Access to computing – Strategies To Increase Accessibility

As for any subject, a certain proportion of the Computing course will be theory. Most tasks that cover these topics can be adapted in the same way they are in other lessons.

Some tasks may be suitable to complete as a paired/group task if only certain elements are inaccessible. e.g. producing a story board to illustrate the step by step nature of algorithms. The pupil with a VI can contribute with ideas and content while their partner uses the inaccessible software to design the storyboard.

Some practical elements of the course will be addressed using software. For some pupils, adjusting the screen settings (e.g. large icons, large pointer, increase font size etc.) will make the software accessible and/or using a larger monitor.

Some pupils may need to use some in-built accessibility features of standard devices or third party assistive technology software to provide magnification or speech for part or all of the time. Compatibility with the learning software might be an issue so will need to be tested beforehand. In addition, a pupil’s competency for using accessibility features/software needs to be at a level such that additional demand is not added onto the learning activity. If this is a concern then consideration needs to be given to the provision of additional specialist tuition for assistive technology.

The programme of study requires pupils to be able to use a range of software to various ends including presenting data and information. However, the software is not specified so if the class are using something that the pupil finds difficult a more accessible alternative can be substituted. e.g. Keynote on the iPad instead of Powerpoint on a PC; Voice memos could be used to record a public service announcement for radio if sighted peers are using Publisher to produce an information leaflet. Using different software raises the possibility of reverse inclusion – the pupil with a VI and one of their fully sighted peers (or a small group) can work together to achieve the learning objective in the more accessible way.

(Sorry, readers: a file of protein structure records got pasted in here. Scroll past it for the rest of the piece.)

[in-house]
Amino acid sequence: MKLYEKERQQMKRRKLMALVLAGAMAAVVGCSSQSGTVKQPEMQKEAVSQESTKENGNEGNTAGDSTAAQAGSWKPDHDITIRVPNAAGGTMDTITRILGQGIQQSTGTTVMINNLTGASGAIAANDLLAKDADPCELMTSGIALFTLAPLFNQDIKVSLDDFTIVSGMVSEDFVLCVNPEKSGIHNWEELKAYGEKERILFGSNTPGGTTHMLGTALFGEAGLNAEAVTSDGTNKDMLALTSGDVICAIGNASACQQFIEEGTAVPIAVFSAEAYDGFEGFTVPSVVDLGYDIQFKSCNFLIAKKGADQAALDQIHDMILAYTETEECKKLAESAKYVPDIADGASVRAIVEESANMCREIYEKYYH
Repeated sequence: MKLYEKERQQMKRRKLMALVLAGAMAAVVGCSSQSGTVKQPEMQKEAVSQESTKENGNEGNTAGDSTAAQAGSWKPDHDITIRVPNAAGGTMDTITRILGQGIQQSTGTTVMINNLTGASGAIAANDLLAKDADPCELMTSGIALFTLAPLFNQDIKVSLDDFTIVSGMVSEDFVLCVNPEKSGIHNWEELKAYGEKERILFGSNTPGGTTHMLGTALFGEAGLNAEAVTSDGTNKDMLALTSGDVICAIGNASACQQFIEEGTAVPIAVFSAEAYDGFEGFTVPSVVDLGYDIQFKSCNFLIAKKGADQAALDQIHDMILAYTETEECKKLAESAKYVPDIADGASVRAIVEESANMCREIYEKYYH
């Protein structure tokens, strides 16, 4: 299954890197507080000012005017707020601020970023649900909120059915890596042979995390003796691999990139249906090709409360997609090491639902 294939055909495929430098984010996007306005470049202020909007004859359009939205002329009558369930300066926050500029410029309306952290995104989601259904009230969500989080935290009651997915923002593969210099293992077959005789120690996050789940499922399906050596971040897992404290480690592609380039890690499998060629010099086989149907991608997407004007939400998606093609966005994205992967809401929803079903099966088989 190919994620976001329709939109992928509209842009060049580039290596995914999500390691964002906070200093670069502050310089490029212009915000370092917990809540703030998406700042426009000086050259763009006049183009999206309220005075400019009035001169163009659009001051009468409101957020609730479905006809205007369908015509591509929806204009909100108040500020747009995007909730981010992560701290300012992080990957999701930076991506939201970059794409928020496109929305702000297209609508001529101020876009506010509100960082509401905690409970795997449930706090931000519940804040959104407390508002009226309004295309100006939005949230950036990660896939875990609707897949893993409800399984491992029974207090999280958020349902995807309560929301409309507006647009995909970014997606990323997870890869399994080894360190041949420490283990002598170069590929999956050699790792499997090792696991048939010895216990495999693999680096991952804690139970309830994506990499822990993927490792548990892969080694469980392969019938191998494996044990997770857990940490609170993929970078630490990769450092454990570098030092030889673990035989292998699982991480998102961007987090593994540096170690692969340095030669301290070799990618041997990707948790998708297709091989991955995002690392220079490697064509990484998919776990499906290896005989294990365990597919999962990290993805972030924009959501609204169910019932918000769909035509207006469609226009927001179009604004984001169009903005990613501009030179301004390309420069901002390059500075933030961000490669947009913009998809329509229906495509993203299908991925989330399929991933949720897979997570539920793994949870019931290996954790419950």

Software used in mainstream classes for the practical elements (e.g. coding) of the Computing course can be inaccessible to some pupils with a vision impairment. However, it is vital that the pupil with a VI experiences the learning for themselves so alternative methods of accessing these topics need to be put in place. Knowing the aim of a task is key to finding an appropriate alternative way of delivering the same learning, which may include specialist teaching in withdrawal sessions, so close liaison between the subject teacher and the QTVI is essential.